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Williams v. Saul

United States District Court, C.D. California, Eastern Division

December 18, 2019

GALE MARIE WILLIAMS, Plaintiff,
v.
ANDREW M. SAUL, Commissioner of Social Security, [1] Defendant.

          MEMORANDUM OPINION

          ALKA SAGAR, UNITED STATES MAGISTRATE JUDGE.

         PROCEEDINGS

         On May 11, 2018, Plaintiff filed a Complaint seeking review of the Commissioner's denial of Plaintiff's applications for a period of disability and disability insurance benefits (“DIB”), and supplemental security income (“SSI”), respectively, under Titles II and XVI of the Social Security Act. (Dkt. No. 1). On October 10, 2018, Defendant filed an Answer and the Administrative Record (“AR”). (Dkt. Nos. 16-17). The parties have consented to proceed before a United States Magistrate Judge. (Dkt. Nos. 11-12). On December 29, 2018, the parties filed a Joint Stipulation (“Joint Stip.”) setting forth their respective positions regarding Plaintiff's claim. (Dkt. No. 18). The matter was transferred to the undersigned Magistrate Judge on November 14, 2019. (Dkt. No. 23). The Court has taken this matter under submission without oral argument. See C.D. Cal. C. R. 7-15.

         BACKGROUND AND SUMMARY OF ADMINISTRATIVE DECISION

         On January 18, 2011, Plaintiff, formerly employed as a data entry clerk (see AR 53, 207, 800, 846), filed applications for DIB and SSI alleging a disability onset date of October 24, 2009. (AR 176-85, 186-91). Plaintiff's applications were denied initially on March 11, 2011 (AR 113-17), and on reconsideration on September 1, 2011. (AR 119-24).

         On November 2, 2012, following a hearing, Administrative Law Judge Duane B. Young issued a decision denying Plaintiff's applications. (AR 22-58, 95-112). The Appeals Council then denied a request for review, and Plaintiff filed a complaint in this Court seeking review of the Commissioner's decision. (AR 9-14, 853-64; see Williams v. Colvin, No. EDCV 14-2146 PLA). On July 23, 2015, the Court remanded the matter for further proceedings. (AR 865-885; see Williams, No. EDCV 14-2146 PLA, Dkt. Nos. 15-16).

         On remand, ALJ Dana McDonald (“ALJ”) held a hearing on July 26, 2016, and received testimony from Vocational Expert (“VE”) Troy Scott, Medical Expert Eric Schmitter, and Plaintiff, who was represented by counsel. (See AR 810-52). On September 22, 2016, the ALJ issued a decision denying Plaintiff's applications. (AR 786-809).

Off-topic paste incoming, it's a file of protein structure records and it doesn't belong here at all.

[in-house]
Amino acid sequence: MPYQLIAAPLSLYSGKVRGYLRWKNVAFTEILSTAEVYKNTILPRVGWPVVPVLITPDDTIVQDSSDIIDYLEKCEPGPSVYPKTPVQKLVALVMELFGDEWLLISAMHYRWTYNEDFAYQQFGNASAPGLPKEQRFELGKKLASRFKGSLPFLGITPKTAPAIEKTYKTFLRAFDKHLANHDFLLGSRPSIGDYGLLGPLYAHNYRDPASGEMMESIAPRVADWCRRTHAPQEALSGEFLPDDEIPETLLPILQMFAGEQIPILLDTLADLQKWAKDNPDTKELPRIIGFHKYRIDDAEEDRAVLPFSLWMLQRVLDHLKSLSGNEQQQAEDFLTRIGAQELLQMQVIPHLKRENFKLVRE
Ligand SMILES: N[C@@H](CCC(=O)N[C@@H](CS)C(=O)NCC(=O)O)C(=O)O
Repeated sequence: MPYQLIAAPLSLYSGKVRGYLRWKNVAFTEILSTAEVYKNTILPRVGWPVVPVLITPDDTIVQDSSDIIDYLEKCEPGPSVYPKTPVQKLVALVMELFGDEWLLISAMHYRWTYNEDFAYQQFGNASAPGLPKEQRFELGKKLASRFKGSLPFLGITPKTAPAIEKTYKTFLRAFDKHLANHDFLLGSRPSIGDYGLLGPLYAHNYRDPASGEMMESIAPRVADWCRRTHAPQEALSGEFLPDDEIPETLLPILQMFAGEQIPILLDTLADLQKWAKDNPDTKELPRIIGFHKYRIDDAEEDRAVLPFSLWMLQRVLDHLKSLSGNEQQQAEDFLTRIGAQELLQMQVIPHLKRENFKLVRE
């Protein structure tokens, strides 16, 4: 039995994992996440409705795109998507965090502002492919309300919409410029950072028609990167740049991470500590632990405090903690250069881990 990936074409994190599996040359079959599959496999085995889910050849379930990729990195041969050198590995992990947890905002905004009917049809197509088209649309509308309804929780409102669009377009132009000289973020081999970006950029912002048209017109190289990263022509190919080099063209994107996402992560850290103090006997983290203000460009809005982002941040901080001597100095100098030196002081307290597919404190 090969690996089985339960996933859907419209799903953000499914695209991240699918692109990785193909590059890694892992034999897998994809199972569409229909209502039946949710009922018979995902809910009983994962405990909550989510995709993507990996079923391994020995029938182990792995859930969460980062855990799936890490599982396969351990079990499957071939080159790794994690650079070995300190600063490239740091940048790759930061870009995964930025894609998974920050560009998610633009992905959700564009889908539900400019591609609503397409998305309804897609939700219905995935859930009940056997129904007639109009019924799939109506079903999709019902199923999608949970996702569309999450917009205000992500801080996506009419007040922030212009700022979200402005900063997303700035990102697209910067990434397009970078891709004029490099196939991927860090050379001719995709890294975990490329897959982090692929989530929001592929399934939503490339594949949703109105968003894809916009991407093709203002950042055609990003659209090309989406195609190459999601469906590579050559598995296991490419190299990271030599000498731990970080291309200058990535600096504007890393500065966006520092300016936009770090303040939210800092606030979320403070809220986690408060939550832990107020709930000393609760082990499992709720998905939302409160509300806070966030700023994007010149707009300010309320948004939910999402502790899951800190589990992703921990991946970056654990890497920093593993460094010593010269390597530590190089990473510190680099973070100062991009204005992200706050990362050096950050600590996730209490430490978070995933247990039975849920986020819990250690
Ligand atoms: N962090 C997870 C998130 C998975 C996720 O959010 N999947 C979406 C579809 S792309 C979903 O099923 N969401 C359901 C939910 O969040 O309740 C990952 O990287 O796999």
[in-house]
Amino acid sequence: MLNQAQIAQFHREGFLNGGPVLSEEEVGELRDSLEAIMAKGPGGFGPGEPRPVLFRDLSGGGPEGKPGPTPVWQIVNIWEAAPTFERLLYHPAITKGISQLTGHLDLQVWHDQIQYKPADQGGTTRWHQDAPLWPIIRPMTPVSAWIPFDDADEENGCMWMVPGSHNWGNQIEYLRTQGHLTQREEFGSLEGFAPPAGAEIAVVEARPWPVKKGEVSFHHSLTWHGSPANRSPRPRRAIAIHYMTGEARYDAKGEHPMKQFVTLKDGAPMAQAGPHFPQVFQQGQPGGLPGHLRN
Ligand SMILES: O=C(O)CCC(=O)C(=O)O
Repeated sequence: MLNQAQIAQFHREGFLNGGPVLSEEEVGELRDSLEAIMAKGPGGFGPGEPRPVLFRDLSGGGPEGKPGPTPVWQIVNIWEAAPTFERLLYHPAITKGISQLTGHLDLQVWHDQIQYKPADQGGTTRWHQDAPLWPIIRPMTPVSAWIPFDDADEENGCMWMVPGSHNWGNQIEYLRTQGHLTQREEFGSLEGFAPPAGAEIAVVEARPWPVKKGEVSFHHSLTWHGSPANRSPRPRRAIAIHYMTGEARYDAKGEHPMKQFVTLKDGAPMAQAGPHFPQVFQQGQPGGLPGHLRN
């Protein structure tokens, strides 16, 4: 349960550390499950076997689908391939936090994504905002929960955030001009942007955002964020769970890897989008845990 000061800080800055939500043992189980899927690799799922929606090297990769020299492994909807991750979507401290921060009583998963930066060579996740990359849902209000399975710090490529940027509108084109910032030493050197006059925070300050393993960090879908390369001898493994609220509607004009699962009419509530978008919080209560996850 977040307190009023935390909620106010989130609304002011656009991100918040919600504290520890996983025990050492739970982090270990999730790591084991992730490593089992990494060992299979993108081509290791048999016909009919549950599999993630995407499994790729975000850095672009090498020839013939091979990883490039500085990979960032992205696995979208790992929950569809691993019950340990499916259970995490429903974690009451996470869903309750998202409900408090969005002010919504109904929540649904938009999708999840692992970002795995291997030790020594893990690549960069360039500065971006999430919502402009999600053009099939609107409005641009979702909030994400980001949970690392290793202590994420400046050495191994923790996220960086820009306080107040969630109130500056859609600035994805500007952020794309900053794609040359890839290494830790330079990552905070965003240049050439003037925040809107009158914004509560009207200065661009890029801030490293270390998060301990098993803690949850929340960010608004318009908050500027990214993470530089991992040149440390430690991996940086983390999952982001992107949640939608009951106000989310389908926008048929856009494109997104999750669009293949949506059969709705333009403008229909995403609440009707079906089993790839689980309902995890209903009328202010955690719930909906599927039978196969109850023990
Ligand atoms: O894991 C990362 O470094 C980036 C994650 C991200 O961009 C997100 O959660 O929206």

The ALJ applied the requisite five-step process to evaluate Plaintiff's case. At step one, the ALJ found that Plaintiff met the insured status requirements through December 31, 2015, and had not been engaged in substantial gainful activity from October 24, 2009, her alleged disability onset date, to July 31, 2012, and also from December 1, 2014 to the date of the decision. (AR 792). However, between those two periods, from August 1, 2012 to November 30, 2014, Plaintiff ran a small childcare business out of her home, full time, which the ALJ found to be substantial gainful activity. (Id.).

         At step two, the ALJ found that Plaintiff had the following severe impairments: left knee degenerative joint disease and internal derangement; left knee enthesopathy; history of left knee arthroscopy surgery; angina with evidence of cardiac ischemia; lumbar spine facet arthropathy; lumbar spine degenerative disc disease with fusion in November 2013; cervical spine degenerative disc disease; and obesity. (AR 792-93). The ALJ found that Plaintiff's other alleged impairments, including mental impairments, were non-severe. (AR 793-94).

         At step three, the ALJ determined that Plaintiff's impairments did not meet or equal a listing found in 20 C.F.R Part 404, Subpart P, Appendix 1. (AR 794). Next, the ALJ found that Plaintiff had the Residual Functional Capacity (“RFC”)[2] to perform “the full range of sedentary work as defined in 20 CFR 404.1567(a) and 416.967(a).[3] (AR 795).

         At step four, the ALJ determined, based on the VE's testimony, that Plaintiff is capable of performing her past relevant work as a data entry clerk as actually and generally performed. (AR 800-01). The ALJ thus concluded that Plaintiff has not been disabled since her alleged disability onset date of October 24, 2009. (AR 801).

         On April 4, 2018, the Appeals Council denied Plaintiff's request to review the ALJ's decision. (See AR 776-72). Plaintiff now seeks judicial review of the ALJ's decision, which stands as the final decision of the Commissioner. See 42 U.S.C. §§ 405(g), 1383(c).

         STANDARD OF REVIEW

         This Court reviews the Administration's decision to determine if it is free of legal error and supported by substantial evidence. See Brewes v. Comm'r, 682 F.3d 1157, 1161 (9th Cir. 2012). “Substantial evidence” is more than a mere scintilla, but less than a preponderance. Garrison v. Colvin, 759 F.3d 995, 1009 (9th Cir. 2014). To determine whether substantial evidence supports a finding, “a court must consider the record as a whole, weighing both evidence that supports and evidence that detracts from the [Commissioner's] conclusion.” Aukland v. Massanari, 257 F.3d 1033, 1035 (9th Cir. 2001) (internal quotation omitted). As a result, “[i]f the evidence can support ...


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